Confessions of a wayward book lover

Posted: October 16, 2007 in Blog

For a guy whose book-filled boxes are weighing down basement floors across the land I left behind, it was probably unrealistic to expect I could go through seven months here without accumulating more heavy, suitcase-burdening books.

I tried to hold off, really I did. During the first month I read the two books I brought with me, borrowed a couple more and even swapped for one at the hostel I was staying at (which turned out to be an out-dated collection of columns written by a British politician. A real page-turner).

But then cracks began to show. I could only read newspapers and old magazines for so long. I was talking more and more with people who were recommending books– often books written by journalists who have worked in Africa, or books by African authors– that dealt with what, to me, were often new and fascinating topics.

So I bought a book. It was just a small fella. Paperback, even. Easy to find room for in a suitcase (because once purchased, I do not give up books easily).

Then I bought another. This one was a bit bigger, a bit heavier. But so good.

Then another.

And now another.

I now have a small, and growing, pile of books in my room that stare at me guiltily like a pack of cigarettes owned by someone who promised himself he’d quit smoking.

I’ve spent nights lying under my mosquito net reading about a Polish journalist’s life in Nigeria, days in the sun reading about a West African boy’s life, afternoons in cafes reading about Rwanda in the 1990s, evenings by the light of a kerosene lamp reading about Congo around the same time and now a book detailing the jaw-dropping history of how the Democratic Republic of Congo actually came to be.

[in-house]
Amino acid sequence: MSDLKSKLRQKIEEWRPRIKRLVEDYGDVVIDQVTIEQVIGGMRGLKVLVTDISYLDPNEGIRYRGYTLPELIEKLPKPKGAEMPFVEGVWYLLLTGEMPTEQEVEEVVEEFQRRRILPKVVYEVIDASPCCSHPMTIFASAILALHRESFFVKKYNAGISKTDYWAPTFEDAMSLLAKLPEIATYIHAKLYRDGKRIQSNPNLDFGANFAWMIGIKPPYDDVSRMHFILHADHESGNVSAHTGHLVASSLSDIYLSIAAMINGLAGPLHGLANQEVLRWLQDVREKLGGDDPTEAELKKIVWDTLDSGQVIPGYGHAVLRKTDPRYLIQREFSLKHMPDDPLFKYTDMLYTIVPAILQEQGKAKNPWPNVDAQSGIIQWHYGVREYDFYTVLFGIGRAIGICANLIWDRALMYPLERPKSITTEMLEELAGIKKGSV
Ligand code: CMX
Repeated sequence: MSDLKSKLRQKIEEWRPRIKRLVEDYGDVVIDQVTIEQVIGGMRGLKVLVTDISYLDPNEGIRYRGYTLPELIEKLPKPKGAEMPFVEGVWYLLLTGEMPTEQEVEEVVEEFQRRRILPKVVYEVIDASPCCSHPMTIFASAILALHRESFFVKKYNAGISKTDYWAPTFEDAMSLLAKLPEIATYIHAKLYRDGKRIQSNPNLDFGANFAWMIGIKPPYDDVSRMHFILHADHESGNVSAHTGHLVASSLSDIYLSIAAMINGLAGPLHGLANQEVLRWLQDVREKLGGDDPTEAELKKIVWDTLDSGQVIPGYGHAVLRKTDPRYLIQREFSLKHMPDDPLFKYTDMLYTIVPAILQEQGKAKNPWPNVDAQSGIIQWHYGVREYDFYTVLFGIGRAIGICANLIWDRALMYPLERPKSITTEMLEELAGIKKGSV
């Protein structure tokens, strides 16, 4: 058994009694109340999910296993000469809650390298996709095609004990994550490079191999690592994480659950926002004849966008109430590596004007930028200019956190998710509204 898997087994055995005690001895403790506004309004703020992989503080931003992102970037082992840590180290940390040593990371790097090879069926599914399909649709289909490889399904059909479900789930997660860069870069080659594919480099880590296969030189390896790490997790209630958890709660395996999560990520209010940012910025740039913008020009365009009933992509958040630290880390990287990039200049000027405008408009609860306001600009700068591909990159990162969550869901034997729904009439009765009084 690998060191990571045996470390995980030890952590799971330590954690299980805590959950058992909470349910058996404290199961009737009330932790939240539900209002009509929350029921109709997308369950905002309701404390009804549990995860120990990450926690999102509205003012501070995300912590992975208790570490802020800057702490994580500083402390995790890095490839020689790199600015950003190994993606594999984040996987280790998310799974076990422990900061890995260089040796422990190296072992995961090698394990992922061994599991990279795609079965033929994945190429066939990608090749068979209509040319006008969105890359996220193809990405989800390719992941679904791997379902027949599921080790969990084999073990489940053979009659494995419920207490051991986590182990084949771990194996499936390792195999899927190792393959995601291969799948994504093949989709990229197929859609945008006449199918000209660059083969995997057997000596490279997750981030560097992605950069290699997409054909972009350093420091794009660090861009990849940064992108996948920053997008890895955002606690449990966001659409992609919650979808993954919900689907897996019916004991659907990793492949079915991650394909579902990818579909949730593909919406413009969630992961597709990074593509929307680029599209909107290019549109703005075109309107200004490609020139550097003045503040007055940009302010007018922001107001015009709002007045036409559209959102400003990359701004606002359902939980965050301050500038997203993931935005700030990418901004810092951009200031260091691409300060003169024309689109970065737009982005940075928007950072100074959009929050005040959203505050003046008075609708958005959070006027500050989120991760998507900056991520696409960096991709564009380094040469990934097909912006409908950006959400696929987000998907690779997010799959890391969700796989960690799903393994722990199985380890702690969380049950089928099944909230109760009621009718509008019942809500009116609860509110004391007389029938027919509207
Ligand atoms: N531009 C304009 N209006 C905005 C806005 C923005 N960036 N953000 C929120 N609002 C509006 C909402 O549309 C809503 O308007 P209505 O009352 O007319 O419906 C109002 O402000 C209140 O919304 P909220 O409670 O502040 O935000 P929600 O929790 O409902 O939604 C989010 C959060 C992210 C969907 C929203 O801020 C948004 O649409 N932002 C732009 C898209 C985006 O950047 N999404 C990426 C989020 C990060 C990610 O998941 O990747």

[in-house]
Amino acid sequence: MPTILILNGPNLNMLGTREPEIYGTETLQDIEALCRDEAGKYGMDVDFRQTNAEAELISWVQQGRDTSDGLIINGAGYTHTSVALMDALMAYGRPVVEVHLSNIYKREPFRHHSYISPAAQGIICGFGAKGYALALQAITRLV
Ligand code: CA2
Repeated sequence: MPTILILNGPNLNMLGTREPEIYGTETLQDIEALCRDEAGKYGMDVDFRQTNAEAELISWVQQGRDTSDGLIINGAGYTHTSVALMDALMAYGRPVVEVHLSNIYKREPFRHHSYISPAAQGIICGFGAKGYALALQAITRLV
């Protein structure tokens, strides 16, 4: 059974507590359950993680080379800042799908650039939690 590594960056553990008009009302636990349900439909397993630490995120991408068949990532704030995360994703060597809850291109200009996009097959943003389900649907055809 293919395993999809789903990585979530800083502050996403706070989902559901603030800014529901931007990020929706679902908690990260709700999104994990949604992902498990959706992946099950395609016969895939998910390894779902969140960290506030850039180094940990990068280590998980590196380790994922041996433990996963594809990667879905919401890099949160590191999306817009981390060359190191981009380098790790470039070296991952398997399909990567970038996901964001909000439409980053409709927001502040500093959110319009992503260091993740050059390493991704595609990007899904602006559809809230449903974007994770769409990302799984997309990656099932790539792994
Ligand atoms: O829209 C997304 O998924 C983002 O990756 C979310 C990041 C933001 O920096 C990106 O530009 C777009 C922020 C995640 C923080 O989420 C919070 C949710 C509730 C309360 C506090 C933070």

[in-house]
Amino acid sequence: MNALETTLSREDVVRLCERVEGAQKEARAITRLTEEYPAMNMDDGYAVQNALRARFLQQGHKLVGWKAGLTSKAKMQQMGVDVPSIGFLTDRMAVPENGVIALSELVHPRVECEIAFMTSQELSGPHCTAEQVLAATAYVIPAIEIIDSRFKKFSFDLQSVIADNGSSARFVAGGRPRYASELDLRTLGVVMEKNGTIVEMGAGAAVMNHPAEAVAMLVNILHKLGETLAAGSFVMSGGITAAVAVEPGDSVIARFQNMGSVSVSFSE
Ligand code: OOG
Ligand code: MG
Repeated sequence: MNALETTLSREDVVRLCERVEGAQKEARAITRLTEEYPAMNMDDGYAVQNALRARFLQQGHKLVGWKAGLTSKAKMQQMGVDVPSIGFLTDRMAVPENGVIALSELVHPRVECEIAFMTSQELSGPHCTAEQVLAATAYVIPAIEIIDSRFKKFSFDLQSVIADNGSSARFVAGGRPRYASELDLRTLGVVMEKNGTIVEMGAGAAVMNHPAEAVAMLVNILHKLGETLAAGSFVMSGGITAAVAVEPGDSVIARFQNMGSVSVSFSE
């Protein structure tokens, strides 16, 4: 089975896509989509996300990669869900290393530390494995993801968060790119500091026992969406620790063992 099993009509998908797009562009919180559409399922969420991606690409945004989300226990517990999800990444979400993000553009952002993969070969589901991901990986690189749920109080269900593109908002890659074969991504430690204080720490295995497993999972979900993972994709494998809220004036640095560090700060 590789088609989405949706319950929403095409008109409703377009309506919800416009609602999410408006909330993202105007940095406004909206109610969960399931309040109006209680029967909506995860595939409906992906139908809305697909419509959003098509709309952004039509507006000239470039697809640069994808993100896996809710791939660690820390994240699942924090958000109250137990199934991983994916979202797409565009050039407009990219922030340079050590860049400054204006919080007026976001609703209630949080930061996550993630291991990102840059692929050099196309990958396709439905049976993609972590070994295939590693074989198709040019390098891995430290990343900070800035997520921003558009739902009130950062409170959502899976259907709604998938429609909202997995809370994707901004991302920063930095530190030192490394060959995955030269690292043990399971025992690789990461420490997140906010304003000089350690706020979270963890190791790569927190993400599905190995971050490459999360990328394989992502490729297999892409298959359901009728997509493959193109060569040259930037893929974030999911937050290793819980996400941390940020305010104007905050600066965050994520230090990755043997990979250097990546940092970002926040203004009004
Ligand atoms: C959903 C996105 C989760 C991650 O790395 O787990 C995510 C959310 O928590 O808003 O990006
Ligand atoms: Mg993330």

There are worse things to be addicted to, right?

  1. Ryan says:


    I feel your pain. I have had a big pile of must read before buying new books for sometime now and yet it continues to grow.

    worse things to be addicted to include:

    Internet porn

  2. Stefanie says:

    Why not read-a-book-trade-a-book? Just note down the ones you loved in your notebook. You can definitely find them here later on.

  3. cmason2 says:

    Stef, two things:

    1) Stop being so practical.

    2) You are vastly underestimating the degree to which I am territorial/possessive about books once I get them.

  4. Kevin says:

    Why not just take pictures of the covers? You can create a very nice collage and hang it above your bookcase. That way you get to keep them, without any of the weight in your luggage.

    Think of the books as transient memories you’ll dream about years in the future, or gifts for people who are suffering from this affliction, too.

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